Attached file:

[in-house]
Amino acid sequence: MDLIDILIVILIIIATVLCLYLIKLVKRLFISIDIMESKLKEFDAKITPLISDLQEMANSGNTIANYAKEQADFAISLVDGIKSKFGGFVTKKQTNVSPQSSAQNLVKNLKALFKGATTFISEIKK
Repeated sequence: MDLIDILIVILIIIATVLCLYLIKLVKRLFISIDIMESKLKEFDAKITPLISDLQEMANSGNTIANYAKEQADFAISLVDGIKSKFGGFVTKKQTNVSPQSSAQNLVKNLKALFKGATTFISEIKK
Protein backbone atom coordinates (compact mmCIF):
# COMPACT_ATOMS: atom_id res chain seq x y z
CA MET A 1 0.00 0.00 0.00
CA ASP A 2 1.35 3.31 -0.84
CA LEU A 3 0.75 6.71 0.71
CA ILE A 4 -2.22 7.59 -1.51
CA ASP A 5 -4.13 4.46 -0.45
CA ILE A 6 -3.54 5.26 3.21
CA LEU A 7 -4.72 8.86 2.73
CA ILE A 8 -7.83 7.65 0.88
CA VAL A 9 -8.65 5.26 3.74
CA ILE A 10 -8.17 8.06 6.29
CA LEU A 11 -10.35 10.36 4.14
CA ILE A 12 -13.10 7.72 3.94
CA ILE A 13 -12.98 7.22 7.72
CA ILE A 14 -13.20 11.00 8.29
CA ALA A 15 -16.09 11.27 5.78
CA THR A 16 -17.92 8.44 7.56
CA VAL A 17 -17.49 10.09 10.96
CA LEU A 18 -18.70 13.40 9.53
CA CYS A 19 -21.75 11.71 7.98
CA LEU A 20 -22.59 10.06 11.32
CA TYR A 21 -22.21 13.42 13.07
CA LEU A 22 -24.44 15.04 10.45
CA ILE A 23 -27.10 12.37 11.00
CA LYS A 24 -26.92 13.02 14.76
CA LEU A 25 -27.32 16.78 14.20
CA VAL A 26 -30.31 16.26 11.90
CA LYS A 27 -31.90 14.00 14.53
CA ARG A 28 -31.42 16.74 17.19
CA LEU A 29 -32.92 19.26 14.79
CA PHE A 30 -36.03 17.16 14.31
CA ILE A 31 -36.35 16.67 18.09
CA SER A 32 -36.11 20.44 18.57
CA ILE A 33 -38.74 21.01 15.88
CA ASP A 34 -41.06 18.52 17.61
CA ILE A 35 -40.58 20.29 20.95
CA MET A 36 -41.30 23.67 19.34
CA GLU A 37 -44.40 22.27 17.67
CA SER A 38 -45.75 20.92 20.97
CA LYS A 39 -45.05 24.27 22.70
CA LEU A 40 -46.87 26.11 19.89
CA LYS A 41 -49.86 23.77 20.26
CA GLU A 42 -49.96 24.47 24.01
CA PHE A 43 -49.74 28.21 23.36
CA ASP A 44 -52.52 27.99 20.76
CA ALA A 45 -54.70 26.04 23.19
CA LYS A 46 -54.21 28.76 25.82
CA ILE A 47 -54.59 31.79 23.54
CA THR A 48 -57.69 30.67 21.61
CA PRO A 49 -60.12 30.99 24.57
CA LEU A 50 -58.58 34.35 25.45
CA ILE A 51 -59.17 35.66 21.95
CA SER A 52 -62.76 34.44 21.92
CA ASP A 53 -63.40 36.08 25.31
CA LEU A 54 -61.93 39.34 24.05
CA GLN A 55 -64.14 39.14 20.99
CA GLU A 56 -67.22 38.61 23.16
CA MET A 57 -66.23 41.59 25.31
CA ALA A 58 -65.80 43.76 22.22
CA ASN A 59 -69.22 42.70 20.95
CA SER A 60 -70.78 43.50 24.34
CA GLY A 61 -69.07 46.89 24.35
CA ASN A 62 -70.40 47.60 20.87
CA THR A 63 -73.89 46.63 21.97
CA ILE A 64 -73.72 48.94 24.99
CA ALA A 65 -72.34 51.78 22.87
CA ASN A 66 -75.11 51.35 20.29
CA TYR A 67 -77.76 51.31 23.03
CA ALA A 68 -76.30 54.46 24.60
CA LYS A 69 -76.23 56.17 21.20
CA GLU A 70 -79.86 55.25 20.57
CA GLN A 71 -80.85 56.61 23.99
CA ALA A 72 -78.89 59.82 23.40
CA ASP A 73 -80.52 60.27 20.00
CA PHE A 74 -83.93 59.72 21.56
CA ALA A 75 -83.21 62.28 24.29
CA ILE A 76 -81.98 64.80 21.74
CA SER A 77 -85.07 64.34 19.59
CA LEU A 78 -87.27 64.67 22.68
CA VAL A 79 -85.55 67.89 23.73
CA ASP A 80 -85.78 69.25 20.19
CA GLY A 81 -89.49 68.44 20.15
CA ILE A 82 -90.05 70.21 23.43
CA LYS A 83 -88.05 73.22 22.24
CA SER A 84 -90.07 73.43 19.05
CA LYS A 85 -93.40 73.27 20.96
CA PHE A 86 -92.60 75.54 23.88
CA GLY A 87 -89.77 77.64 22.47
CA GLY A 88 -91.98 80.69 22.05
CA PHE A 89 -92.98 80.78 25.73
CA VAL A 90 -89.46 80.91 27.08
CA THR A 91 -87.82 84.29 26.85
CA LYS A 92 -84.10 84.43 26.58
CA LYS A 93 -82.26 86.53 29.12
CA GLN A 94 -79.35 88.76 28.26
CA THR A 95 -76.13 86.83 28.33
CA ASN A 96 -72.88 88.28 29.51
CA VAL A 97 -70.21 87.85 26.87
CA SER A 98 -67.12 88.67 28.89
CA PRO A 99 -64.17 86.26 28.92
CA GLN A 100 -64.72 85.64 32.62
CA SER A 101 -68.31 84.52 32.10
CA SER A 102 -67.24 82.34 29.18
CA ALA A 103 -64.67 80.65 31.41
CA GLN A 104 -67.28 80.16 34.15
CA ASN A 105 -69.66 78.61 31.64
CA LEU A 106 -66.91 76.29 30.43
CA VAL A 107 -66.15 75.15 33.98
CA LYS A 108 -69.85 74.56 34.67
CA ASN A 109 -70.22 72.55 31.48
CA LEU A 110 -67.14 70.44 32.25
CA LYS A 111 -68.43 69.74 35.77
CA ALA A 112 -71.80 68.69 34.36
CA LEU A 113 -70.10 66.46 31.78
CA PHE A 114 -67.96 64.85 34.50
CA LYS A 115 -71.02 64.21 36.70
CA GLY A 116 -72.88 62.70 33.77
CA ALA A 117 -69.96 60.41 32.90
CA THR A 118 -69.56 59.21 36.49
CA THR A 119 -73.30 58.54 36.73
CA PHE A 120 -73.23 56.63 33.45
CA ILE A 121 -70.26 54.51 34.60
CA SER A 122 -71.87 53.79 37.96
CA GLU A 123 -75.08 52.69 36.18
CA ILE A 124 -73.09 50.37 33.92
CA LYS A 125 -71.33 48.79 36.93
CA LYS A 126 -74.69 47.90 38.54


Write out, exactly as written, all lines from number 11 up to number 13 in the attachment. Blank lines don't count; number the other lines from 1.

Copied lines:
CA ILE A 6 -3.54 5.26 3.21
CA LEU A 7 -4.72 8.86 2.73
CA ILE A 8 -7.83 7.65 0.88